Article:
Winner of the PEN/Faulkner Award
From the author of White Noise (winner of the National Book Award) and Zero K
"One of the most intelligent, grimly funny voices to comment on life in present-day America" (The New York Times), Don DeLillo presents an extraordinary new novel about words and images, novelists and terrorists, the mass mind and the arch-individualist. At the heart of the book is Bill Gray, a famous reclusive writer who escapes the failed novel he has been working on for many years and enters the world of political violence, a nightscape of Semtex explosives and hostages locked in basement rooms. Bill's dangerous passage leaves two people stranded: his brilliant, fixated assistant, Scott, and the strange young woman who is Scott's lover--and Bill's.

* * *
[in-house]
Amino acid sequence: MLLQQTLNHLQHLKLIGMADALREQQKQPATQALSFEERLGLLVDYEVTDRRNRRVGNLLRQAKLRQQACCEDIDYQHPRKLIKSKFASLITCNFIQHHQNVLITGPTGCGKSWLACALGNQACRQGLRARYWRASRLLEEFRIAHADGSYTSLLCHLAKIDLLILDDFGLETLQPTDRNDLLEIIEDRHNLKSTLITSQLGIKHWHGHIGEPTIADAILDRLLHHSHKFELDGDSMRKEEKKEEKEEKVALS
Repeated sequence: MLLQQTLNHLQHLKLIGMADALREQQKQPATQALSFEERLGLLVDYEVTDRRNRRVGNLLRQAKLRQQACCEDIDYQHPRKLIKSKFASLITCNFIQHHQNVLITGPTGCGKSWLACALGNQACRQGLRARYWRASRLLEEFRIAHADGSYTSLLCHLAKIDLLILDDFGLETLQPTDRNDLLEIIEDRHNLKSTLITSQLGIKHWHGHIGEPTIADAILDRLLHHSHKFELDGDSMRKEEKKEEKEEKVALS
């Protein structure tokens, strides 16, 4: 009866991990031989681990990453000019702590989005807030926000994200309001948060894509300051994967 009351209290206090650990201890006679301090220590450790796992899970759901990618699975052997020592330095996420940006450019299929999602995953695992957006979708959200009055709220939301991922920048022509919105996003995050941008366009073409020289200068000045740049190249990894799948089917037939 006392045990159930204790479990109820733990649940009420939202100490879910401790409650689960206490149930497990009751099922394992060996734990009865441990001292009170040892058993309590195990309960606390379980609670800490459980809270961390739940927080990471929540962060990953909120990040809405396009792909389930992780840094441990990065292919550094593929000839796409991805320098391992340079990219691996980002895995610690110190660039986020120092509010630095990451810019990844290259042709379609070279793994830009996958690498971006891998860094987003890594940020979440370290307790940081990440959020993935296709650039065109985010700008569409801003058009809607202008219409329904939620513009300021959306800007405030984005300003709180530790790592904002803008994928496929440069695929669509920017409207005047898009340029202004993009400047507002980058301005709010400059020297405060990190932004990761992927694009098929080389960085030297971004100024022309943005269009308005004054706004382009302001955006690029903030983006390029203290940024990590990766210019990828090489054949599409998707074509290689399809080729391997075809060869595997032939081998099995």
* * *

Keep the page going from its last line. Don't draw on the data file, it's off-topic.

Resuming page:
This tale of a reclusive novelist drawn back into the world by acts of terrorism reconfirms DeLillo's status as a modern master and literary provocateur.
Customer ReviewsSee All
Disjointed, inconsistent, vignette-ish, a literary collage. Often flat and allegorical in a rambling manner. Weak on female characters, like Franzen. All that said, flashes of good stuff, mostly when he's writing about himself. I've also read White Noise and want to read more DD. Would like a bit more plot, less internal rambling from this author and I think he's better at meta subject matter than he is as a storyteller. A journalist writing fiction, if you will.